|900 Number Scam
You apply for a work at home job (usually Typists and Data Entry positions.)
The job offers great pay and requires little experience. The employer tells
you that before you can start working they need to check and verify your home
phone line to make sure that your line is clear. You will be asked to call an
800 number and follow the voice prompts.
How it works
When you call the 800 number you will hear an automated message that
sounds something like "Thank you for your interest in our Data Entry Jobs."
Please press #9 so that we may verify your phone line." When you follow
these instructions, you will be transferred to a 900 pay-per-call line and will
be charged enormous rates for the call. Of course, the scammers want to
keep you on the phone as long as possible, so you will be asked question
after question regarding your employment background.
Another variation on the scam requires that you call a phone number with a
809 area code. The 809 area code in located in the British Virgin Islands (the
Bahamas). It can be used as a "pay per call" number, similar to 900 and 976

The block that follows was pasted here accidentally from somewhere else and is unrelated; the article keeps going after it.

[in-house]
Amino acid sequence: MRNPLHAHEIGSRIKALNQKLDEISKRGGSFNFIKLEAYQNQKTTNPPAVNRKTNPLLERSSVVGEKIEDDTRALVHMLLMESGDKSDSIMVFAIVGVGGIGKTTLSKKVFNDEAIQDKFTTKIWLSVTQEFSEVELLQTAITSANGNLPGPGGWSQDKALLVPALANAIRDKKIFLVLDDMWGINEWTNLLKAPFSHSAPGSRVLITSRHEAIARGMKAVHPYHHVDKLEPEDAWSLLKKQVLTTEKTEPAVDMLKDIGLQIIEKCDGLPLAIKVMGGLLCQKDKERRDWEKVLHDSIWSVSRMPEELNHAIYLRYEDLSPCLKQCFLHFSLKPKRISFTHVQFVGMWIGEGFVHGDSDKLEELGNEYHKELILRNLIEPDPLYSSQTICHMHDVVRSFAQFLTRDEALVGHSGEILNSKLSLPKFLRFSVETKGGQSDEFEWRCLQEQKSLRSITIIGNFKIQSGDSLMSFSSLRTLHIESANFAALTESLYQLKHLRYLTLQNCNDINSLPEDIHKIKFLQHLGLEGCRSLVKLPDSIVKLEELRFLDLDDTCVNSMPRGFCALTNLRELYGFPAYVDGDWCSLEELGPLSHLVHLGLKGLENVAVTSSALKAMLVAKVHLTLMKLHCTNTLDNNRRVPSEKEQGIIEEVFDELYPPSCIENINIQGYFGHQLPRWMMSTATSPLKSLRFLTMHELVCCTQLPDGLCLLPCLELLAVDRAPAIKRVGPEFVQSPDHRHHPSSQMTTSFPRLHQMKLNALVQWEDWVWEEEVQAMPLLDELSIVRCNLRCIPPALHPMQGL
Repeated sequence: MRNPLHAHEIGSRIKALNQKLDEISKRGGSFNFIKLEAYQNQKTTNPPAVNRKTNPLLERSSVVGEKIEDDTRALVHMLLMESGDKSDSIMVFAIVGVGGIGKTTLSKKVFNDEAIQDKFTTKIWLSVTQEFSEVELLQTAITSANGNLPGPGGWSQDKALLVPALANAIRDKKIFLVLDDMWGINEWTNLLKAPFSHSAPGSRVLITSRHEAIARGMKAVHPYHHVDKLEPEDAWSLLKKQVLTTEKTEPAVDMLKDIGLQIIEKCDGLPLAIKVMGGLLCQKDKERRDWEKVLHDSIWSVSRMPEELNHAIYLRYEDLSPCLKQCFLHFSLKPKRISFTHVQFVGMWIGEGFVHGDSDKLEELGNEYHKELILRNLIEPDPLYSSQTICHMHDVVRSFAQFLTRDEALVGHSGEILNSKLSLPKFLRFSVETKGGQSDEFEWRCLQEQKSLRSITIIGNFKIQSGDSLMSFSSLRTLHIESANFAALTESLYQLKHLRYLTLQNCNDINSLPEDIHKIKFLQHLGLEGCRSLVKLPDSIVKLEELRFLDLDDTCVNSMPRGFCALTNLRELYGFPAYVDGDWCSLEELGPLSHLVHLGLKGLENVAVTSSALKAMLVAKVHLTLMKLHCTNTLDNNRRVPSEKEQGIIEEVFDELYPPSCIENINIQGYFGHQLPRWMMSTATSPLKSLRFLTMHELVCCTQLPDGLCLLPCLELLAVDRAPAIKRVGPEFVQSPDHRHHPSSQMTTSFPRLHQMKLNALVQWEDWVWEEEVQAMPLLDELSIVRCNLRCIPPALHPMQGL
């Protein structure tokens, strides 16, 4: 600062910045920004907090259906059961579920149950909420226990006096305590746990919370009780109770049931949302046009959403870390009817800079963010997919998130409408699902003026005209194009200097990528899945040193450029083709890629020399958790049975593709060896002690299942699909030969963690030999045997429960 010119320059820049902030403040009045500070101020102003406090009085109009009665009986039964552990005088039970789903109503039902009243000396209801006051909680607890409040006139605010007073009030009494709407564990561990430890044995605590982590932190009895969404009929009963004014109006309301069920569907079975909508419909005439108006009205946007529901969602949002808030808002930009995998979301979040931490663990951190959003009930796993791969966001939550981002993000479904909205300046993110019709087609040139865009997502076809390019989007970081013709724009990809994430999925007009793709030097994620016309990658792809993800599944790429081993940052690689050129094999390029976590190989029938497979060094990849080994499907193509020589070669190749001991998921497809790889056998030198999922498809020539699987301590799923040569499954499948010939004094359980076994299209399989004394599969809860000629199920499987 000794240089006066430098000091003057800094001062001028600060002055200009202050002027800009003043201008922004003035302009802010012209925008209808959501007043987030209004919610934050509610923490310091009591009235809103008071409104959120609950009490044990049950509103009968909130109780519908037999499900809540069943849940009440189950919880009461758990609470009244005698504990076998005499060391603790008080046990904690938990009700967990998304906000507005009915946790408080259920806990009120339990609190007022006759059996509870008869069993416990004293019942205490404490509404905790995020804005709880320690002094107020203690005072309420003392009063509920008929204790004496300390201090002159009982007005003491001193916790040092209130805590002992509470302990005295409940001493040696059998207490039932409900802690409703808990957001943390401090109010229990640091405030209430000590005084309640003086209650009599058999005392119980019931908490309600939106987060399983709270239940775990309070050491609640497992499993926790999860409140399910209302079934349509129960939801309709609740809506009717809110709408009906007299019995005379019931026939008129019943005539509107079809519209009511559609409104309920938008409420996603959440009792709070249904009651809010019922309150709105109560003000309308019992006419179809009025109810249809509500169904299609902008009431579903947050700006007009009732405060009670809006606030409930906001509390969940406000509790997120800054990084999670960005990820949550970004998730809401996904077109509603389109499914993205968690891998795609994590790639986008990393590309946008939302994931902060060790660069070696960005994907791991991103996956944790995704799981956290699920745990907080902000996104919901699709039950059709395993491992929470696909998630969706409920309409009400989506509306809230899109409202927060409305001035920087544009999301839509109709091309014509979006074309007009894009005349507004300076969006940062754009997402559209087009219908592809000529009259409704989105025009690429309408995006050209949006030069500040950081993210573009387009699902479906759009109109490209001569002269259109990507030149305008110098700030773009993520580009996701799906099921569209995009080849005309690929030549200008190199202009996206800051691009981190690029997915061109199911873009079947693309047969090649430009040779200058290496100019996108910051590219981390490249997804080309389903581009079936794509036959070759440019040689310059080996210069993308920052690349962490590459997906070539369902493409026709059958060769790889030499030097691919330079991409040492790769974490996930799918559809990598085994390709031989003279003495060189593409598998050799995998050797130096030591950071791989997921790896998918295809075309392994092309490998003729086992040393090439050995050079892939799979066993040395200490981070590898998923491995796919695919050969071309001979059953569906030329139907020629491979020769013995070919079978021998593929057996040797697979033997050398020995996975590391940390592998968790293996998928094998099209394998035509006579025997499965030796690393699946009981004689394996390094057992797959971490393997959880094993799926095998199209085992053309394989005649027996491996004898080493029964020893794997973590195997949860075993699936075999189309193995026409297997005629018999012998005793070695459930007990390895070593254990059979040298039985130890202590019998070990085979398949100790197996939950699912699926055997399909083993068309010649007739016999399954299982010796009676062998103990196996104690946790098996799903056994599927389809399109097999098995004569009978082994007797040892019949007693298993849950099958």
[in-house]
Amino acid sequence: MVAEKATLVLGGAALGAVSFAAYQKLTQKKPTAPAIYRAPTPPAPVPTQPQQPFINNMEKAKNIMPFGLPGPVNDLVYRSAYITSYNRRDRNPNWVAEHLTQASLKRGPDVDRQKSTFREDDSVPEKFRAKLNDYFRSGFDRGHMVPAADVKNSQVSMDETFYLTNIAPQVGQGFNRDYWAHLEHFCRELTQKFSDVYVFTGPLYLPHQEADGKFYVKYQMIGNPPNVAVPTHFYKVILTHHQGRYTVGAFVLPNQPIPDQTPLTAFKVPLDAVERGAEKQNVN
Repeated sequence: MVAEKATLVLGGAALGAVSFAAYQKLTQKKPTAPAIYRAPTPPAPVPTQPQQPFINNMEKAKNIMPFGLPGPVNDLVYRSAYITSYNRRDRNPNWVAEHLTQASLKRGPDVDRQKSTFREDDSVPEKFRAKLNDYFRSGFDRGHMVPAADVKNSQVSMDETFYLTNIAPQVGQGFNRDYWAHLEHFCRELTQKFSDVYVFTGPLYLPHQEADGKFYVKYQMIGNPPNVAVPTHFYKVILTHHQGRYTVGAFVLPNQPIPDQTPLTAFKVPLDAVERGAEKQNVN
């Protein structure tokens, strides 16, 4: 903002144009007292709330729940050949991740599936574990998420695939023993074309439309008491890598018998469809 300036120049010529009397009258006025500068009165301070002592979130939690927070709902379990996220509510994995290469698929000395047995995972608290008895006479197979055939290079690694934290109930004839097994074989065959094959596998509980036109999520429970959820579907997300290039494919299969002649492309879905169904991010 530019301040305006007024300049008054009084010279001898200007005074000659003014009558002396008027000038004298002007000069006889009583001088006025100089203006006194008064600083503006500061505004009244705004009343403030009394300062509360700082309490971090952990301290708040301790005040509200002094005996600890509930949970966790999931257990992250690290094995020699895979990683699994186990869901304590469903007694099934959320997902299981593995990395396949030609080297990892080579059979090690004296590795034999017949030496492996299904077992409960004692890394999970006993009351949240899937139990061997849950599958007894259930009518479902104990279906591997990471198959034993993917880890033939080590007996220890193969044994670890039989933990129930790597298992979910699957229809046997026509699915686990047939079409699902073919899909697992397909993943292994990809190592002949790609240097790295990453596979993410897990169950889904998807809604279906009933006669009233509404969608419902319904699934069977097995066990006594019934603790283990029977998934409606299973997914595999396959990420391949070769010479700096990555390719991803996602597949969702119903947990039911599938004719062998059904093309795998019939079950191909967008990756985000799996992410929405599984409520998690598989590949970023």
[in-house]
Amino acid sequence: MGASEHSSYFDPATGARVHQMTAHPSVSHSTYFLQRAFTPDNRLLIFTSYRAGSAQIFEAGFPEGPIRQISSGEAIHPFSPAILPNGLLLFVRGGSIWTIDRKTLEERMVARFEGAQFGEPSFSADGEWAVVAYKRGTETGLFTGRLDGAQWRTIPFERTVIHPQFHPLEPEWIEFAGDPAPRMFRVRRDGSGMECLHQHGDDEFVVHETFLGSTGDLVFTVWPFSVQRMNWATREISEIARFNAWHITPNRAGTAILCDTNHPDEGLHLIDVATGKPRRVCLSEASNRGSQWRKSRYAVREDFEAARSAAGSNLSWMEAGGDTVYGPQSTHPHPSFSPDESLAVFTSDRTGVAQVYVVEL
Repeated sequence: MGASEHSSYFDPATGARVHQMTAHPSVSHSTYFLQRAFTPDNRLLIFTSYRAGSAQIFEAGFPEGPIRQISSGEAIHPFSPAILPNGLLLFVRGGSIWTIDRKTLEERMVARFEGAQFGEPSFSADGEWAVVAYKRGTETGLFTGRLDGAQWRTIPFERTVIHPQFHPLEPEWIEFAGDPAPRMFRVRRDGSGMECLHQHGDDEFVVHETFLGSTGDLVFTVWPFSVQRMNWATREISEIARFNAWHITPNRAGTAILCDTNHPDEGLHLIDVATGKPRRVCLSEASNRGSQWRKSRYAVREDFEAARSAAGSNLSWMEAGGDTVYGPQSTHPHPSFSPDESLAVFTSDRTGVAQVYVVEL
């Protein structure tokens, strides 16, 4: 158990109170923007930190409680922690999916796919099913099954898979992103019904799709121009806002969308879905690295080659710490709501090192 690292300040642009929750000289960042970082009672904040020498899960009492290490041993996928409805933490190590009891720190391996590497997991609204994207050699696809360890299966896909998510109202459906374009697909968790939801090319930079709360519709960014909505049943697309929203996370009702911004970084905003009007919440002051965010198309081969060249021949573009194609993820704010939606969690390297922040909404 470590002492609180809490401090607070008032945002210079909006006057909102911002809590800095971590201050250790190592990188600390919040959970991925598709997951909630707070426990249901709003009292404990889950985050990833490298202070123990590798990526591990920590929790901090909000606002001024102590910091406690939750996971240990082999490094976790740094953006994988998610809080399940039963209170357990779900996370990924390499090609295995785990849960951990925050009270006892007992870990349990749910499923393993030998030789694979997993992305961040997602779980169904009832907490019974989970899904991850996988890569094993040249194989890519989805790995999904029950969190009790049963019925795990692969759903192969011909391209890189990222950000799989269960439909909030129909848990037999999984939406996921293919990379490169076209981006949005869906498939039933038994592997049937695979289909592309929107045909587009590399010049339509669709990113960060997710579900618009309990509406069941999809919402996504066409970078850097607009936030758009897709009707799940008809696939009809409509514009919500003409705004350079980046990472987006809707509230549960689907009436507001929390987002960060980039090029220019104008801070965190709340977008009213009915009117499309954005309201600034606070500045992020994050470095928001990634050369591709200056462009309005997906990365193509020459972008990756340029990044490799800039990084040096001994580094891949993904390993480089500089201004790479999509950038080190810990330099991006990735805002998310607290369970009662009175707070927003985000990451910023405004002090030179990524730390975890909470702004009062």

numbers in the US. Since 809 is not in the US, it is not covered by US
regulations of 900 numbers, which require that you be notified and warned
of charges and rates involved when you call a "pay per call" number. We
recommend that no matter how you get the message, if you are asked to call
a number with an 809 area code that you don't recognize, investigate further
and/or disregard the message.
Fighting the charges can become a real nightmare. If you complain, both our
local phone company and your long distance carrier will not want to get
involved and will most likely tell you that they are simply providing the billing
for the foreign company. You'll end up dealing with a foreign company that
insists they have done nothing wrong.
This scam is called "Switching" and is illegal. Many telephone companies
have created systems that can detect 800 to 900 line transfers and will
automatically disconnect the call. However, many job seekers are still falling
victim to this crime. To protect yourself, never follow through with a request to
"test your phone line" or any other similar request that requires you to call an
automated voice line.
Copyright 2005 ScammerNation.com
|Your source for up to the date info on the latest scams.